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Blewbury Players - Dancing at Lughnasa

18th to 21st July 2001.

From the Newbury Weekly News.

Atmosphere in the family

Dancing at Lughnasa by Brian Friel: Blewbury Players, at the Garden Theatre, Blewbury from 18th to 21st July

Blewbury’s open-air Garden Theatre made a perfect setting for Brian Friel’s poignantly humorous story of Irish rural life in the 1930s, with the simple cottage interior leading out to the wider expanses of garden. The five Mundy sisters, Kate, Maggie, Agnes, Rose and Chris, live with Chris’s young son Michael and uncle Jack, a missionary priest recently returned from Africa. The story charts the events that, in the course of a few weeks, cause the seemingly strong and secure family to disintegrate.

Kate is the eldest and is responsible for running the family. Near the start, when the women break into a spontaneous dance, it is Kate who is dancing by herself, intense and serious inside the house while the others rush around hand in hand in the garden. It is Kate who first sees that it is all about to collapse, and Jane Gibson played the part with a depth of feeling that was most moving.

Louisa Esplin played Maggie as good-natured, humorous and easy going, in contrast with Anne Scullard’s more serious and self-centred Aggie, still trying to distance herself from Michael’s father Gerry (Steve White). Gill Stone, as Chris, gave an impressive performance, showing youthful exuberance with the women, and hanging on the feckless Gerry’s every word. Maria Robertson was bouncy and enthusiastic as Rose. The five women all gave strong performances and were a convincing family. However, I felt that director Erica Harley didn’t succeed in bringing out the vulnerability of Rose; we could see that she was being protected by her sisters, but the fact that Rose isn’t very bright wasn’t made clear.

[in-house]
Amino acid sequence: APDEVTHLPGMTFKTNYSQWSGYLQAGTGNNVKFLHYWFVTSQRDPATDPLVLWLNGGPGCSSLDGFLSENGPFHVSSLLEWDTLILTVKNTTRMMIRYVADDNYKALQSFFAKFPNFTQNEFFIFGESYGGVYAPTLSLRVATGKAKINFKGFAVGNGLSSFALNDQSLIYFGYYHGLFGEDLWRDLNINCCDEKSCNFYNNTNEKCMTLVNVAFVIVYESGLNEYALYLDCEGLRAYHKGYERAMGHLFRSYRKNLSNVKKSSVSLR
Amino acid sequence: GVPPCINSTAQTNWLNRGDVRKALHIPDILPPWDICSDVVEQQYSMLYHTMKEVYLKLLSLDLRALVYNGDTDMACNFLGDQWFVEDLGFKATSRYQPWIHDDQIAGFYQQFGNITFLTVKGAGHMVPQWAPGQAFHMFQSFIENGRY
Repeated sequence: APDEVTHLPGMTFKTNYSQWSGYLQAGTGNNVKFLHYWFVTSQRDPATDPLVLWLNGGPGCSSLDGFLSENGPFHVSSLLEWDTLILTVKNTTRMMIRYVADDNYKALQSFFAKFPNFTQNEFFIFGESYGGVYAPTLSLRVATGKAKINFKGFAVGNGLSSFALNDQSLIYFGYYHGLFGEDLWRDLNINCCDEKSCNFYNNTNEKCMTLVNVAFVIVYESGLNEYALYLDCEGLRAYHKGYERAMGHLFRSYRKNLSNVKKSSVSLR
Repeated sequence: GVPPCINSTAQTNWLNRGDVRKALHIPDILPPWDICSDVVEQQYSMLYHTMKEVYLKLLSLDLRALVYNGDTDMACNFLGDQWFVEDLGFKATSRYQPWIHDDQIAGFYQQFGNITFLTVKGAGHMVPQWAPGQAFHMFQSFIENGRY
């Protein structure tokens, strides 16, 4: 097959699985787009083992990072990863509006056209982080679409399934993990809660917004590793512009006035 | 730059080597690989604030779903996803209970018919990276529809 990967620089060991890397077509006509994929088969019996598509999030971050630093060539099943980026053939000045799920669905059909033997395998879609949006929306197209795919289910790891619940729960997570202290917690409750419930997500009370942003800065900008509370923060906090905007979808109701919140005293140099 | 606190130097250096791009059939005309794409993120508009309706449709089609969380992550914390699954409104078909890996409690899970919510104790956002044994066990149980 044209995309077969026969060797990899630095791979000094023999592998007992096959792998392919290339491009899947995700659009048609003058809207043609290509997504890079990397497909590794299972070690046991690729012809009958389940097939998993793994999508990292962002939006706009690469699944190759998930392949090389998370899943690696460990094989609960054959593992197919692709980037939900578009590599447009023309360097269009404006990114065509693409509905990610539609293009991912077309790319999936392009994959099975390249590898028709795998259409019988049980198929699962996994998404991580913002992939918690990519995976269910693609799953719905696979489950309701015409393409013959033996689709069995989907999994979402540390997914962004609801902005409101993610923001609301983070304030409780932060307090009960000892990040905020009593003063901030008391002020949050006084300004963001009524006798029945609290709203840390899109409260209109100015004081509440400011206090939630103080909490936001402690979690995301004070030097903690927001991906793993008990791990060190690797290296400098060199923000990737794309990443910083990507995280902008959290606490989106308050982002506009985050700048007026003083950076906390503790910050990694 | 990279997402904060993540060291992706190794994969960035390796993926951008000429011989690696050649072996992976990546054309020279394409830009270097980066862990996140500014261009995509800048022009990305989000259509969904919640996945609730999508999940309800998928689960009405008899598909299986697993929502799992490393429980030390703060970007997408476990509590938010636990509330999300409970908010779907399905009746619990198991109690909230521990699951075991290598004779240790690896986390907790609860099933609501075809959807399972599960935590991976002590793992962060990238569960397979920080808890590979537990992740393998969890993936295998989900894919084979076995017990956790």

James Turpin was the narrator, and also played Michael. The narration is an important part of the story, but his tendency to shout, to project his voice, lost some of the subtlety. John Jones was very good as Jack, starting off diffident and frail and, with the sisters’ help, steadily gaining confidence and strength.

To my inexpert ear, the Donegal accents (like Ulster, only softer) were well done. As Michael said, recalling his childhood, atmosphere is more real than incident, and the atmosphere in this production was spellbinding.